Date Rape: What to Do Afterwards

I was date raped not long ago, and have just seen my OB/GYN for cultures and tests. When I go back for a follow-up HIV test in six months, should I expect other tests such as a Pap smear, too?

After a woman is raped and seeks medical attention, she receives a full physical examination in order to collect legal evidence and check for trauma not only in her genital region but also throughout the rest of her body.

The doctor or nurse will check to see if she had contracted any sexually transmitted diseases from the rapist, and she may be offered medication to ward off or treat any potential STDs. Because HIV, syphilis, gonorrhea, chlamydia and hepatitis B can take time to appear, however, it is standard procedure to follow up with more testing. Typically this is done 4 weeks after the assault. This is with the exception of an HIV test--which is done 6 months later. A pregnancy test can be repeated 10-14 days after a missed period after the rape. Any injuries will have follow-up according to the type and severity of the injury. In any case, the patient is usually seen again at 2, 3, 4, and 6 weeks after the assault for psychological and medical re-evaluation.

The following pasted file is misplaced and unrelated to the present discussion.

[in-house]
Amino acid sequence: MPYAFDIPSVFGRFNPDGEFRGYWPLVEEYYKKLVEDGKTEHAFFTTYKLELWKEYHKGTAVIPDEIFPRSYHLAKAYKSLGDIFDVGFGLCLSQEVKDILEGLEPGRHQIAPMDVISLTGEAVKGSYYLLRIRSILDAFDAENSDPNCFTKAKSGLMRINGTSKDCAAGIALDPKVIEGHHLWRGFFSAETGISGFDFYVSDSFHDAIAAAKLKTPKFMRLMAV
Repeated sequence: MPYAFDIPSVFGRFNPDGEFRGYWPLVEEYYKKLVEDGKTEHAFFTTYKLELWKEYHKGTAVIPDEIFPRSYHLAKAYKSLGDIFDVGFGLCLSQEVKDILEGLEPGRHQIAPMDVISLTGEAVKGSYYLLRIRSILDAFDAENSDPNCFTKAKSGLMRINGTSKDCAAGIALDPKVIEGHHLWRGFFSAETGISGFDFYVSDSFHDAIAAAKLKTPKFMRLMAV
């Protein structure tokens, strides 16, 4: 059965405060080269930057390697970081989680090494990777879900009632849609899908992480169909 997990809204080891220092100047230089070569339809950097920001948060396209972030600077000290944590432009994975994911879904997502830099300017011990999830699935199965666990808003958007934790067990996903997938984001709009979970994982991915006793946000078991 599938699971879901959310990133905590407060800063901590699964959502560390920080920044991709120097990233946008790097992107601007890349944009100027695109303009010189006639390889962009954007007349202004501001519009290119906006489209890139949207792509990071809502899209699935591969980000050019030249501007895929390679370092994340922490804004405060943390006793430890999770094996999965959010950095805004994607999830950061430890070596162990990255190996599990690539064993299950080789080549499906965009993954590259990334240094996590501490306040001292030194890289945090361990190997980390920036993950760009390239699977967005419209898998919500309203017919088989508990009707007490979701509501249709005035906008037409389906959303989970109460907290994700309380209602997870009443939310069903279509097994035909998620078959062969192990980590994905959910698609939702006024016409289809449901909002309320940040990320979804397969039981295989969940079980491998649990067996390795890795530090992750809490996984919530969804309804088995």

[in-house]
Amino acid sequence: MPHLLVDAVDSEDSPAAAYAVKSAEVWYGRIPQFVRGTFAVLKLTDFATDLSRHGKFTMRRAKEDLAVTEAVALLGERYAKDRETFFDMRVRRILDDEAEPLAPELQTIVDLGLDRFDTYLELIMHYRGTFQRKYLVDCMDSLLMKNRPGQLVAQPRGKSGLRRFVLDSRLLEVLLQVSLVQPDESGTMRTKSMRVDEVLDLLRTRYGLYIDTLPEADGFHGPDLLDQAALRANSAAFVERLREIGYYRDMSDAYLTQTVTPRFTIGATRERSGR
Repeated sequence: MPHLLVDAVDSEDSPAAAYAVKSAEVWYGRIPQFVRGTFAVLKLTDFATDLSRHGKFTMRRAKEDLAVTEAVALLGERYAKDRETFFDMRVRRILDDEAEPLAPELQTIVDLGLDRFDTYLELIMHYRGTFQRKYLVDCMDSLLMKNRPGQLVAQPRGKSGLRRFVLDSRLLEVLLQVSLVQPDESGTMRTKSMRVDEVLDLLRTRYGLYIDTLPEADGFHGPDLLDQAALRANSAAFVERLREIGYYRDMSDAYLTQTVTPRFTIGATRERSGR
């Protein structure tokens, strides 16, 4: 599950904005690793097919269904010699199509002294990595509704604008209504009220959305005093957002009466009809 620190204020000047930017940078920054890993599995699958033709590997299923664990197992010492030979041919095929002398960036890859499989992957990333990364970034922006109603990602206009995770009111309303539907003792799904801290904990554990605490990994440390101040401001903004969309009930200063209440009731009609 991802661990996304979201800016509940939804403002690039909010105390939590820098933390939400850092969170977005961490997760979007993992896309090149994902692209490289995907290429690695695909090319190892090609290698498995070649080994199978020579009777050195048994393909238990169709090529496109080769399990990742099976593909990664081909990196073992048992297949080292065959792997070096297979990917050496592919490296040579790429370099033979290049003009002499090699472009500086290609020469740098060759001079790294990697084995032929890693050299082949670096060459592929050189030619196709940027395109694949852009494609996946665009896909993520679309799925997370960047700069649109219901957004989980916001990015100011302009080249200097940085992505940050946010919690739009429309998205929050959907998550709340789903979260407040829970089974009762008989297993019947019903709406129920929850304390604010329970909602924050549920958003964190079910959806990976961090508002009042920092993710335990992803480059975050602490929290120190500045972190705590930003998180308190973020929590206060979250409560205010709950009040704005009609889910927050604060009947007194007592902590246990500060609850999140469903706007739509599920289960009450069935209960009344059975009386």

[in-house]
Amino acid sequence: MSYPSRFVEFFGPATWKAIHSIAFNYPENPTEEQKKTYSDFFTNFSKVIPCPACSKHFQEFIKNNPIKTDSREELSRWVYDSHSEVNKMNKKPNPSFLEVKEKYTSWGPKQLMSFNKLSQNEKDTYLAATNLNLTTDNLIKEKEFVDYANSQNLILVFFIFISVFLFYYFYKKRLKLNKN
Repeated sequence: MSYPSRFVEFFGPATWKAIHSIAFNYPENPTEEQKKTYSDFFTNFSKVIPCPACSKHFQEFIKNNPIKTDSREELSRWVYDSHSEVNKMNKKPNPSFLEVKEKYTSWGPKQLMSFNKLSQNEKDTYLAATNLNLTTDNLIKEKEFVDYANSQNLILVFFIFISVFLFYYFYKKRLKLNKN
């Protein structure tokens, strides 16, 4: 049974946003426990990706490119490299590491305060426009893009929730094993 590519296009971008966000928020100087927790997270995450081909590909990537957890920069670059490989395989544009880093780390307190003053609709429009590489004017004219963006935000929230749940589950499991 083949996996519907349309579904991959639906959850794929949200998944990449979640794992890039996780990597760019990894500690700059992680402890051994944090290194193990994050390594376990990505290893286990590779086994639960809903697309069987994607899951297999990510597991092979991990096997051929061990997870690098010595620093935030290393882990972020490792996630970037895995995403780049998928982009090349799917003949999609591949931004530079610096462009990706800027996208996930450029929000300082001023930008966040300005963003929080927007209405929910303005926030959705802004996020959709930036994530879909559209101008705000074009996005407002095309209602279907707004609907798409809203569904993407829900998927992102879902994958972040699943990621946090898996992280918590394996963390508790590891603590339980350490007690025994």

Pap smears are not part of rape testing because they serve a different purpose. In a Pap smear, a woman's cervix is gently scraped or swabbed in order to collect cells. These cells are then screened and checked for abnormalities, which may indicate that the cervical cells are cancerous or have the potential to become cancerous. While Pap smears are an important part of a gynecological exam, they would not be helpful in a rape case, either in terms of evidence or for the woman's long-term health after the attack.

What is important is that women who have been raped seek help after the attack. Regardless of whether or not she knows her victim, a woman often feels much more vulnerable and unsafe. In cases where she is acquainted with her attacker, she may have the additional difficulty of coming to accept that she is not at fault for what happened to her. Women very often feel as though they are somehow responsible for being raped, as if they had invited the attack. These feelings need to be worked through so that a woman may become whole again.

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